A lot of people are still stunned that our Sun Belt neighbor Texas was caught in a freeze so deep that even the greatest energy production in the country couldn’t help it.
Why, indeed, were millions without power and even water? The fingers point in many directions, especially at the power companies.
This is an easy enough answer, at least if it ignores the role of government in regulating the power companies.
The lesson in the Texas freeze-out is not the irony of the situation, what with all that energy but no power. The lesson is that bad policy hurts people and that bad policy can hurt even when the resources are ample to prevent that pain.
Does the Texas power fiasco offer any lessons for Arizona? It might, though not directly relating to power. The top issue in Arizona is always water. The state doesn’t have enough of it. A dry water year will make it worse.
In this scenario, a very realistic one, wouldn’t the consequences of bad policy prove even more dire than they did in a state with enough resources to buffer the damage?
Arizonans better hope not because Arizona’s policies are insufficient to the challenge of limited water resources.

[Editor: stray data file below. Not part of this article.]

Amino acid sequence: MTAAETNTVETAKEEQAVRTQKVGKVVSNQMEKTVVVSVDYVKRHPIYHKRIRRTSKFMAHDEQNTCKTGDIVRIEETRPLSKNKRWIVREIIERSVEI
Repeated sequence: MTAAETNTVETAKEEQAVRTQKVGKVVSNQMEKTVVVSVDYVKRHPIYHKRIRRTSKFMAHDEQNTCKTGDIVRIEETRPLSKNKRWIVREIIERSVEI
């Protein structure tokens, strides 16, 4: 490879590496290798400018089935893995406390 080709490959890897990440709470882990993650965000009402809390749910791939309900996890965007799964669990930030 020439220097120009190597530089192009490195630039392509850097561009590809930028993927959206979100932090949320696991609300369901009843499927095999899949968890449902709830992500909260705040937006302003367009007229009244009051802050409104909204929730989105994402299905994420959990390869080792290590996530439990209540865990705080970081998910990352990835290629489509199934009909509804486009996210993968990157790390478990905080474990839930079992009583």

Arizona doesn’t really have bad water policy. It just has few water policies. Outside of the metro areas, virtually any land owner can drill a well and suck out as much water as desired. Inside the metro areas, it’s proving to be okay to reach to the Colorado River to buy up the water rights from those near the river.
These topics — groundwater and Colorado River water sales — were the subjects of bills proposed by State Rep. Regina Cobb, the Kingman Republican, this year. They never got a hearing. Similar bills didn’t get a hearing last year. At this point, a betting person might say it’s unlikely they’ll be heard next year.
None of those bills, if enacted, would represent a full solution to state water issues. Not by a long shot. They would, if heard, begin a long and necessary political dialogue about how to assure limited water supplies are used for the biggest benefit possible.
The metro area lawmakers and the agricultural and land developer interests don’t want to talk about it.
It’s good they want to keep their heads in the sand because without addressing both surface water and ground water, sand is all that will remain.
Or they can just be optimistic, hoping nothing will go wrong with a water management approach not significantly changed in more than 40 years.
What can go wrong? Please don’t ask Texas.
— Today’s News-Herald